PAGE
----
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Incubation and Nest-Building Behaviour of Black-Headed Gulls

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(1) Parental behaviour, and its development from incubation behaviour during the reproductive season, is described. (2) Day to day observations of the natural situation showed that elements of the incubation pattern persist throughout the post-hatching period but progressively decline in quantity, duration and completeness. (3) Substitution of eggs for chicks also showed that the readiness to show incubation responses in a standard incubation situation declines progressively during the post-hatching period. (4) A certain amount of experience with hatched chicks renders Black-headed Gulls incapable of immediately returning to sustained incubation behaviour if the conditions of the incubation period are restored. (5) Failure of the eggs to hatch results in extension of the incubation behaviour period beyond the normal time. (6) Premature introduction of hatched chicks in the nests of incubating gulls can cause the gulls to switch to parental behaviour and so end the incubation behaviour period before the normal time. (7) The timing of the change from incubation to parental behaviour is thus mainly a matter of external control. (8) Certain of the relationships found to hold between responses having an incubation function and responses having a nest-building function in the earlier phases also hold in the post-hatching period.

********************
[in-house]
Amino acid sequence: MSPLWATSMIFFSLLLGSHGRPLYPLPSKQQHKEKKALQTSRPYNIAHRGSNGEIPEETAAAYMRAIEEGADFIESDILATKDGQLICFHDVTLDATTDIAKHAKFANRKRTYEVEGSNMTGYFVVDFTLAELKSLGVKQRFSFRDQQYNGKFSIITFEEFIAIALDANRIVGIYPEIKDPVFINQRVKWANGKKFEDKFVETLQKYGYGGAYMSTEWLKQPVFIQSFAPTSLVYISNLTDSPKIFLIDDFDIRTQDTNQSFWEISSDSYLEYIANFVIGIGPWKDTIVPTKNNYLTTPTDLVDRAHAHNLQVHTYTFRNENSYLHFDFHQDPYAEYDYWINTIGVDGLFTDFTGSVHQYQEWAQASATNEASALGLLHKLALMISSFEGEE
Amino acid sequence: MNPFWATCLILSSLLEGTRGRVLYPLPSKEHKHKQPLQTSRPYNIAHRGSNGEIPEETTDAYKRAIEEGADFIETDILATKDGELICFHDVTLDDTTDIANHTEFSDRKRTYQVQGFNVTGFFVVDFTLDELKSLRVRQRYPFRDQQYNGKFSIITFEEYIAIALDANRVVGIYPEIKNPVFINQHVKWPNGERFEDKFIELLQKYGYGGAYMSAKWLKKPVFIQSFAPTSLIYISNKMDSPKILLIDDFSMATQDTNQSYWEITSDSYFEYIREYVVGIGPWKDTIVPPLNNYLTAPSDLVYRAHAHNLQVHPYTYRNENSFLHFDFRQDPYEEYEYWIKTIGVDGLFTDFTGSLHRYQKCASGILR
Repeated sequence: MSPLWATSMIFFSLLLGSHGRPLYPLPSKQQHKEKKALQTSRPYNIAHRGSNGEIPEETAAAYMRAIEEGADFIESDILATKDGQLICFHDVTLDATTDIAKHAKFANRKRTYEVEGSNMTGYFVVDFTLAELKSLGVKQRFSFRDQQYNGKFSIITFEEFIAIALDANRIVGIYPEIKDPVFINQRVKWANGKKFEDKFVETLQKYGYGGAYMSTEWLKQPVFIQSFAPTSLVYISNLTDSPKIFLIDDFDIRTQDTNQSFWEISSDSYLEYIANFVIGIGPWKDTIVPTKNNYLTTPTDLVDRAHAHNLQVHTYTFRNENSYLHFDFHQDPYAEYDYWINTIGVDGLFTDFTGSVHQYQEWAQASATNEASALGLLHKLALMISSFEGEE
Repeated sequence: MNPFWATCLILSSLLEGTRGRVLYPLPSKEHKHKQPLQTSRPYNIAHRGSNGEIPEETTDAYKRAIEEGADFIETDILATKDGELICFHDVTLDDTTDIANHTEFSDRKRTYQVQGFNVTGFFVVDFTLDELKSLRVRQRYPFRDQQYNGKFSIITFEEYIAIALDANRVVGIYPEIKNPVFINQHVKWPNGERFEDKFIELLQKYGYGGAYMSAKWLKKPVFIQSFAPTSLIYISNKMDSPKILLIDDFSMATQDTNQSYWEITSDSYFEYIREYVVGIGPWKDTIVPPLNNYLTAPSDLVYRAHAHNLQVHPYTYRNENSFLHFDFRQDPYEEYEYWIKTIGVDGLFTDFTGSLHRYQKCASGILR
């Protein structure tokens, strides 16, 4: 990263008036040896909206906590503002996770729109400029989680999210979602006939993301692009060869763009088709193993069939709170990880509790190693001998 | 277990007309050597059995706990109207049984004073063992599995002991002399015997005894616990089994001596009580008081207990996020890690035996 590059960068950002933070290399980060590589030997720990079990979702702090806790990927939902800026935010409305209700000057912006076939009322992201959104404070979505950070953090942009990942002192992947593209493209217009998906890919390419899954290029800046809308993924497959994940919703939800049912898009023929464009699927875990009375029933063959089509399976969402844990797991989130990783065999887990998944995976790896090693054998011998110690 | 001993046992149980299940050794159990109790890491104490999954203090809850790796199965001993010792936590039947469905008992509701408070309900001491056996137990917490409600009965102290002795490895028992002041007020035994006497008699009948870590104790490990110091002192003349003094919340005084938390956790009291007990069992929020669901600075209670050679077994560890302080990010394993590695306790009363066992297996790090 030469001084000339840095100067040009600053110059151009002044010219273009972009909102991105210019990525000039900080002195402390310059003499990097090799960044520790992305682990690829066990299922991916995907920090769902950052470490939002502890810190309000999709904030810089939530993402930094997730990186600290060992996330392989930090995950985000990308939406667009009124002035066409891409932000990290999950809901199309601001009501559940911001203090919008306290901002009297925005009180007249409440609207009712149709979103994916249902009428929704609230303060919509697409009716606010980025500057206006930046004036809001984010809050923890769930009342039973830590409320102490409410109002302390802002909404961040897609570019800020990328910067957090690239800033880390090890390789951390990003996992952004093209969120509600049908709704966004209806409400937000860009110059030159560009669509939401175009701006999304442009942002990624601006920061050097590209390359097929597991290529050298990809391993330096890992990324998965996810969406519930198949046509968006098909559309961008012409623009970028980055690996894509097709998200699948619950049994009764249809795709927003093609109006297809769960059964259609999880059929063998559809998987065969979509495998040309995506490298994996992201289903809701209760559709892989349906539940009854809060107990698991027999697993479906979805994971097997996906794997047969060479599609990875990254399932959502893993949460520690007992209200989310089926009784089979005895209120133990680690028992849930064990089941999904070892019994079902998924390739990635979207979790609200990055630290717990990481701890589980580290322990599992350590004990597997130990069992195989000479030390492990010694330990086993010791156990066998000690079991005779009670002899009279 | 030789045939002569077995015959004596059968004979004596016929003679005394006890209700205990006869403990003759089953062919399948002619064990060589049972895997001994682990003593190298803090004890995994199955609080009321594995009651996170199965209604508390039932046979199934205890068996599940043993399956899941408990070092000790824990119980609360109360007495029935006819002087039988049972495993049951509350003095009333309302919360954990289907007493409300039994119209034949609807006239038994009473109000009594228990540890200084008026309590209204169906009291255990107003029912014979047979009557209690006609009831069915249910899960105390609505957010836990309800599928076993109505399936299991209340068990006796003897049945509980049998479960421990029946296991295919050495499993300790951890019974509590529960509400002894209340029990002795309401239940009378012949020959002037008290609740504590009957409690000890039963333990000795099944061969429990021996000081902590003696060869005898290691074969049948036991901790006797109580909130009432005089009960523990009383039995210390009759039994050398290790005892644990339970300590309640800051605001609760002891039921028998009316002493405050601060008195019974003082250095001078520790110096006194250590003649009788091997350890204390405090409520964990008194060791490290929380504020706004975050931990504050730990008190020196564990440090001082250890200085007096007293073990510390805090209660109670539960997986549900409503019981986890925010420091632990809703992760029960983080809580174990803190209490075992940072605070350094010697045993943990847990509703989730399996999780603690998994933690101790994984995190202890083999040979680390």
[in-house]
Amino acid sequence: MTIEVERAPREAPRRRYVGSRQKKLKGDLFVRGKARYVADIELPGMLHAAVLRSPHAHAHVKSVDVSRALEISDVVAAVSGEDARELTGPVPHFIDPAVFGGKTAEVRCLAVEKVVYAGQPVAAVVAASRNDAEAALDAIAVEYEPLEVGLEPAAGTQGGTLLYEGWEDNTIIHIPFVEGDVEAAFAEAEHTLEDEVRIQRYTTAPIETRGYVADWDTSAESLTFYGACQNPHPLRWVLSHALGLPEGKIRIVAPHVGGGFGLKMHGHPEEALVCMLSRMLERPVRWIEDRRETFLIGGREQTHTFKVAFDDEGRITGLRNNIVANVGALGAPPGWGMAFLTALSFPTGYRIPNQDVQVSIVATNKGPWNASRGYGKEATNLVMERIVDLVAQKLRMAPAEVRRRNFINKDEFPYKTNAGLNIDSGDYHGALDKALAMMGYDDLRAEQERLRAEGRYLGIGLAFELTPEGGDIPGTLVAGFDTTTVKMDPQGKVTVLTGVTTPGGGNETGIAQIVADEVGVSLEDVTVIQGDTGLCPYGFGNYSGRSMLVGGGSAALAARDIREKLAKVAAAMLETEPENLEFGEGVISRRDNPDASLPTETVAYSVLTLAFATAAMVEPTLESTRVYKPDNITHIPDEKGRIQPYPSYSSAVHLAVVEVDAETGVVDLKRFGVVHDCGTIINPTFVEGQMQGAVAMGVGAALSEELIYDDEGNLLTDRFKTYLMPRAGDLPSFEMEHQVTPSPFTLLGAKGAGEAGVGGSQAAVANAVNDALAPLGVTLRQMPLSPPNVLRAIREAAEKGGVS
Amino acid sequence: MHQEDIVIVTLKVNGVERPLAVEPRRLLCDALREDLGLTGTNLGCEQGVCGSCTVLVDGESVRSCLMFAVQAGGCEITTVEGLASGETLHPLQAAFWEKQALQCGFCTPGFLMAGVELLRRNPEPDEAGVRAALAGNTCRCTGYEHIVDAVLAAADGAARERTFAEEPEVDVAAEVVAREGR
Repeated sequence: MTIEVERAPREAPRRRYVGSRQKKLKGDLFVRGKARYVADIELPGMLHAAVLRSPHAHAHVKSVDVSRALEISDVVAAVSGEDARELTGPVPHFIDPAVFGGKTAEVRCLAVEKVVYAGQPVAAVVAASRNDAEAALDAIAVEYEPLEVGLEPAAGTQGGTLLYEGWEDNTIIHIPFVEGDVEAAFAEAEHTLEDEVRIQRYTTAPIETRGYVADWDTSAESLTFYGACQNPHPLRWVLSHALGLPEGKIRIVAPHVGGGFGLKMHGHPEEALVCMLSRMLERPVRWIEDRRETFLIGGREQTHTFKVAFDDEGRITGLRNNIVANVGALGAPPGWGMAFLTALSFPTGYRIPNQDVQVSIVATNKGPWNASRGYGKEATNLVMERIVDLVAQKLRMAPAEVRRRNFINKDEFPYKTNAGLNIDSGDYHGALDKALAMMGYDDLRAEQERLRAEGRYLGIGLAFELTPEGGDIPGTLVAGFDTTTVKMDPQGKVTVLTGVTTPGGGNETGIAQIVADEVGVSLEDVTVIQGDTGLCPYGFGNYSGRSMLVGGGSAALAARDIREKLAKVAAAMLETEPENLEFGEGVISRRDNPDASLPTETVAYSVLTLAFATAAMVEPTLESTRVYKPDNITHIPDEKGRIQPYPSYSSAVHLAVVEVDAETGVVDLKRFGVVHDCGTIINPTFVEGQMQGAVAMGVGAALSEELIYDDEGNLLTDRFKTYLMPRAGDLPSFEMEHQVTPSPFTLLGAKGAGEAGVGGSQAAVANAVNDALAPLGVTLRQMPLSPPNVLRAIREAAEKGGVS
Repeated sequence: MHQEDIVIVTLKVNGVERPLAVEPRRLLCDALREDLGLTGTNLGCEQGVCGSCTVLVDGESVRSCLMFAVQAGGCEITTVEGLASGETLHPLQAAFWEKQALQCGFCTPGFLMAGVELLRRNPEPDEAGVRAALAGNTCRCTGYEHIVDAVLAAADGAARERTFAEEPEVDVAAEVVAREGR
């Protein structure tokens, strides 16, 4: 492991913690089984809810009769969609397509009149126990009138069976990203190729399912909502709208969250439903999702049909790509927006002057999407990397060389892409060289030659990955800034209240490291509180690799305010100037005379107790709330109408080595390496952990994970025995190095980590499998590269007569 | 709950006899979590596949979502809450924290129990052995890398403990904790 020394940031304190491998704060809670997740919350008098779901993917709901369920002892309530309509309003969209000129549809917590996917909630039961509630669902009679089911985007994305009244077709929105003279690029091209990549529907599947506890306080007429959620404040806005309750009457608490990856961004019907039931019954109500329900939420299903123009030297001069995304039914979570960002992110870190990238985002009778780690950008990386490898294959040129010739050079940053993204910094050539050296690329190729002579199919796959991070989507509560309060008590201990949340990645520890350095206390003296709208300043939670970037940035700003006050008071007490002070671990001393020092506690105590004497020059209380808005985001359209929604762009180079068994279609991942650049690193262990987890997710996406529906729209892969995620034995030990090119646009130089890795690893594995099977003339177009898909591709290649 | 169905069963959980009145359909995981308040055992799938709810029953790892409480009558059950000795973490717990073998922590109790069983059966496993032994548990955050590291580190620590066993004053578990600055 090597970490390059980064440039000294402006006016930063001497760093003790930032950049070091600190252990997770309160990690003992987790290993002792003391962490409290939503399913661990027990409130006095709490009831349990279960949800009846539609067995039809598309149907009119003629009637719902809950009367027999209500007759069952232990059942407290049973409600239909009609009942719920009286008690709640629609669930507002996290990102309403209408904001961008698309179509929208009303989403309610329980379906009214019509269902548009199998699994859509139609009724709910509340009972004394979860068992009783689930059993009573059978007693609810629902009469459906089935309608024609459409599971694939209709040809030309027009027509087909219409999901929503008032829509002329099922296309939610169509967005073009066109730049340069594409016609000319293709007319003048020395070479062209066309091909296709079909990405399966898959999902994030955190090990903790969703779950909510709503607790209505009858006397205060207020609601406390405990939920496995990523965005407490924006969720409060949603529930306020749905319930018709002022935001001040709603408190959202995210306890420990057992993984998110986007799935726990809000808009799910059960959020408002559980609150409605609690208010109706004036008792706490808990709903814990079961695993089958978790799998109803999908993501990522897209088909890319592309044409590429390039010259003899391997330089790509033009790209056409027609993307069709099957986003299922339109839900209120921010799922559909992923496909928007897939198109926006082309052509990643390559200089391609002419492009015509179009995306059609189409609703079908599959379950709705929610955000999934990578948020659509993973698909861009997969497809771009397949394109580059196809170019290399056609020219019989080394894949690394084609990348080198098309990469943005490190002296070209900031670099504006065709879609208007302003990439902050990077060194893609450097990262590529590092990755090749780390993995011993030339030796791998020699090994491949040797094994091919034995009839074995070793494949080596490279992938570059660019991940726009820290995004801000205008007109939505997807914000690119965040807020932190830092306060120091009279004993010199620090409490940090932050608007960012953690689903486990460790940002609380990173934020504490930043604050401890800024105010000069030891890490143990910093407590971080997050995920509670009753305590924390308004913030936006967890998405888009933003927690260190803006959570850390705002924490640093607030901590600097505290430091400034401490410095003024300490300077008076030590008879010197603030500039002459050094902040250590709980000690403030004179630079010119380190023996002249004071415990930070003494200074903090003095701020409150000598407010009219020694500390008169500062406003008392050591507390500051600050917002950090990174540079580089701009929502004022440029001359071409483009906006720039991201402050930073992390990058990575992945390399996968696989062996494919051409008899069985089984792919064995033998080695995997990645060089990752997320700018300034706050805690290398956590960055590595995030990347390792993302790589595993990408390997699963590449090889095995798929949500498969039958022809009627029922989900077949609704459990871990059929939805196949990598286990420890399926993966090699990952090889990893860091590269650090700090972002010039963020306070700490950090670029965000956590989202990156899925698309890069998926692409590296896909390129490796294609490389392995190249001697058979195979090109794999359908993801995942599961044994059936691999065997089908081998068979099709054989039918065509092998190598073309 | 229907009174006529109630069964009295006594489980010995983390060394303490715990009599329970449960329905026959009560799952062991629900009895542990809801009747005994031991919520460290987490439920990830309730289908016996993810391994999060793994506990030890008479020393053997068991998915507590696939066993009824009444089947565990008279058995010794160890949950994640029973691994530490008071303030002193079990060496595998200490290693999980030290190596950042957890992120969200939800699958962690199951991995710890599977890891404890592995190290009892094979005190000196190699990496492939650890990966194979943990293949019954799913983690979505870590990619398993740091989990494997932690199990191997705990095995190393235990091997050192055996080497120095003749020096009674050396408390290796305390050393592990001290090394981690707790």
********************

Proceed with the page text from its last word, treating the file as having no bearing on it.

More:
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Affiliations: 1: Department of Zoology, Oxford, England


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